1. I'd also like some feedback to see if I'm on track for summative, so Peter if you'd be able to have a quick read whenever you have a moment (no rush of course)? Thanks (smile)

    Or if I'm in the line somewhere, just ignore this!

    1. Let me frame this first by saying, that when I comment and say things like "I think your on track ..." or "I'm not sure how you are going to be able be successful doing the summative learning journal", I am thinking about two things. First, I'm looking at the quality of thinking. To a lesser extent, I'm also looking at the quality of the data.  What I'm definitely NOT saying is "Write something like this for the summative learning journal and you'll be okay".

      I did check with Sarah to see how firmly she wanted me to push back on this journal. So, the gloves are off, but she is ready for it. I would not normally be this direct.

      With that caveat noted, I'll warm up with some comments on this journal as a source of data for your summative learning journal ... Overall, you are on track and I would expect you be able to wield this (and your other journals, it they are of a similar quality) into a solid summative learning journal.

      As a demonstration of your thinking .... I think this demonstrates single-loop learning. Sophisticated single-loop learning, but single-loop nevertheless. And in you case, I think you are capable of much more than that. Let me try and walk you through some thoughts.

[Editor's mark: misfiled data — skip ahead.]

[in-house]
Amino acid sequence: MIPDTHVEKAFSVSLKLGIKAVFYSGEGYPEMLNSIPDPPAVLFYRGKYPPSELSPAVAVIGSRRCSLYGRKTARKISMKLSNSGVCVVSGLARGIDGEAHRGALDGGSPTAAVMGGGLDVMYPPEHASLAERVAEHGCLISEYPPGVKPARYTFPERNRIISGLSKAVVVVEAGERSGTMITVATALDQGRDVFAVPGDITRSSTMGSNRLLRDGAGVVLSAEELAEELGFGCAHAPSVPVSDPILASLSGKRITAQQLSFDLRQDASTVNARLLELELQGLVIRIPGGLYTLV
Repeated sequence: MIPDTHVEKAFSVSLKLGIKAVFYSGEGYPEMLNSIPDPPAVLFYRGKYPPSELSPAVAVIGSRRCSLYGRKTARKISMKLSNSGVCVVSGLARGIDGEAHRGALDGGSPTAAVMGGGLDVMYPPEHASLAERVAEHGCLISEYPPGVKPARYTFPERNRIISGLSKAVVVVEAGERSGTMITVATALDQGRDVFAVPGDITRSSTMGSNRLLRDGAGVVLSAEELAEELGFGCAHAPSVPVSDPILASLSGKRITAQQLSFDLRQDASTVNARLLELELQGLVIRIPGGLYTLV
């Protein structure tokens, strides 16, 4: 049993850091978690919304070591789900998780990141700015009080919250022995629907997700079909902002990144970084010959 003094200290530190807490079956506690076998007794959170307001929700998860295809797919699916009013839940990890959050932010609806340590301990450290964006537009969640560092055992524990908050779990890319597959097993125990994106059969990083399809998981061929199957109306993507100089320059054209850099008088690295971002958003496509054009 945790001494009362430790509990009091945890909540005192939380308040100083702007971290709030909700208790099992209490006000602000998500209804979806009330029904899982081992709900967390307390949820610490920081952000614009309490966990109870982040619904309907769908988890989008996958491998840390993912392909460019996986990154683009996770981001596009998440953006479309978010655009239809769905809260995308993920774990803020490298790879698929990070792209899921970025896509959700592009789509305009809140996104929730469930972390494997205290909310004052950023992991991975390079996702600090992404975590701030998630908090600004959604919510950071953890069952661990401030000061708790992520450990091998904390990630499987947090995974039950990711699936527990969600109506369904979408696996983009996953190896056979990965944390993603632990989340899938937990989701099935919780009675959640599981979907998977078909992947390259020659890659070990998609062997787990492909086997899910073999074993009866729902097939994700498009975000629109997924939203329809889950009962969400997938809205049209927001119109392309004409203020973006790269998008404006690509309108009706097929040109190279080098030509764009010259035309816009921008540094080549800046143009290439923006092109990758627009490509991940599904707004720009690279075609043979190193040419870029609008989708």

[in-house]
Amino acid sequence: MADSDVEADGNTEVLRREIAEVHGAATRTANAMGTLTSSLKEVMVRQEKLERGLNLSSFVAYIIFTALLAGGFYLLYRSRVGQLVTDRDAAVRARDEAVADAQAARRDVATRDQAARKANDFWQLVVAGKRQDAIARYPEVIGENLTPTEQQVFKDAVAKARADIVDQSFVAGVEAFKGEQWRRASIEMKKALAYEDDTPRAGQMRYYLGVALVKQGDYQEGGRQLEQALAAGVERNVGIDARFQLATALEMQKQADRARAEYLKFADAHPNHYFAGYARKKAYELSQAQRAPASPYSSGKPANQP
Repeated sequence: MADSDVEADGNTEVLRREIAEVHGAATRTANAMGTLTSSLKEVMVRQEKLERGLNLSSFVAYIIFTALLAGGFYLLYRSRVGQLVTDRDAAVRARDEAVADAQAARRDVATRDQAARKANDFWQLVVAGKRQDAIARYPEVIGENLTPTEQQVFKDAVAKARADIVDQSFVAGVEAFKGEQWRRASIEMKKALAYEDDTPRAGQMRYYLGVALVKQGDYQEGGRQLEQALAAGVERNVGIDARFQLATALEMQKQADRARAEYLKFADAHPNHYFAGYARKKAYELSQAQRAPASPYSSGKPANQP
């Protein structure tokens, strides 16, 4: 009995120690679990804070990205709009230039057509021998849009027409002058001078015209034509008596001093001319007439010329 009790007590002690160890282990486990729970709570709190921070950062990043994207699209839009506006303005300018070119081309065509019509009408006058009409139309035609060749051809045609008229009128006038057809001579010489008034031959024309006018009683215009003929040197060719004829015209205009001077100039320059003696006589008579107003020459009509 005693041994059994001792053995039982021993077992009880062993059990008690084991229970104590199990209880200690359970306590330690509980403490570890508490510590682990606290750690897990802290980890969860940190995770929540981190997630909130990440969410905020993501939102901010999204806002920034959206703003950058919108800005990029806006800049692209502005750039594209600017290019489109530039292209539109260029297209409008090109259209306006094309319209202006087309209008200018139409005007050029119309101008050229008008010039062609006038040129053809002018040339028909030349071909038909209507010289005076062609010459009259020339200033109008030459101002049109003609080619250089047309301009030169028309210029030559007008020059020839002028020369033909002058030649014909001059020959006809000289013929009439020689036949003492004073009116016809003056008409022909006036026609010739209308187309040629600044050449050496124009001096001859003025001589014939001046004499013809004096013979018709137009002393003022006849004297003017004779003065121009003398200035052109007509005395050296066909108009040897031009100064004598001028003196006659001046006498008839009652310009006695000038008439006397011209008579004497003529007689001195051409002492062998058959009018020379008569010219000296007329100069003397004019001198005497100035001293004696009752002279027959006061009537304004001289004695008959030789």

First, most reasonably performing teams should be able to perform better than their best member. There are a few exceptions to this (around domain specific expertise), but for something like MikesBikes collectively you should be better than any individual.

      Secondly, and I'll return to this theme later in week 12, "Where you go, there you are". This problem is happening with too teams. Would I be wrong to think that you've experienced this before with other teams.

      Third, the biggest inhibitor to mode II thinking (look it up if it's not in the readings) is defensive reasoning (win, not loose).

      This all starts me thinking, is it them or is it you that is the problem? I am wondering, is there something you are doing that is stopping the team from performing well without you (or are you really that smart). Are you doing something that is inhibiting your team? For example, and I've not watched your team dynamics (so this is just wild speculation) are you too much of a take-charge sort of a person? Do you stop them from thinking for themselves?

      As you go through the reflective process, I would have hoped that your would have noticed that pattern of solutions and stepped back and considered if you were asking the right question in the first place. Instead of "my teams do worse off without me", perhaps there is a better question, such as "What am I doing that stops teams from performing when I'm not there". That would produce an entirely different solution set to the problem.